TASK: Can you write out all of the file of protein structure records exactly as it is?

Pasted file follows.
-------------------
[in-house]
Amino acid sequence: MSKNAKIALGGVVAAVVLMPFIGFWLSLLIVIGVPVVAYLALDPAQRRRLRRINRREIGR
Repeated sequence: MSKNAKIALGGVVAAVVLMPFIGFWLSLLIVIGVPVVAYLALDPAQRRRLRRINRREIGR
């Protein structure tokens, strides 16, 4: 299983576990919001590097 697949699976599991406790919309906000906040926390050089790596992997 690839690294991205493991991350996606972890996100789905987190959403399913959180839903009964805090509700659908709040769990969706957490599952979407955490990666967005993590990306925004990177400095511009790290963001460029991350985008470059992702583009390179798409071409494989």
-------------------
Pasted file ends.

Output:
[in-house]
Amino acid sequence: MSKNAKIALGGVVAAVVLMPFIGFWLSLLIVIGVPVVAYLALDPAQRRRLRRINRREIGR
Repeated sequence: MSKNAKIALGGVVAAVVLMPFIGFWLSLLIVIGVPVVAYLALDPAQRRRLRRINRREIGR
């Protein structure tokens, strides 16, 4: 299983576990919001590097 697949699976599991406790919309906000906040926390050089790596992997 690839690294991205493991991350996606972890996100789905987190959403399913959180839903009964805090509700659908709040769990969706957490599952979407955490990666967005993590990306925004990177400095511009790290963001460029991350985008470059992702583009390179798409071409494989």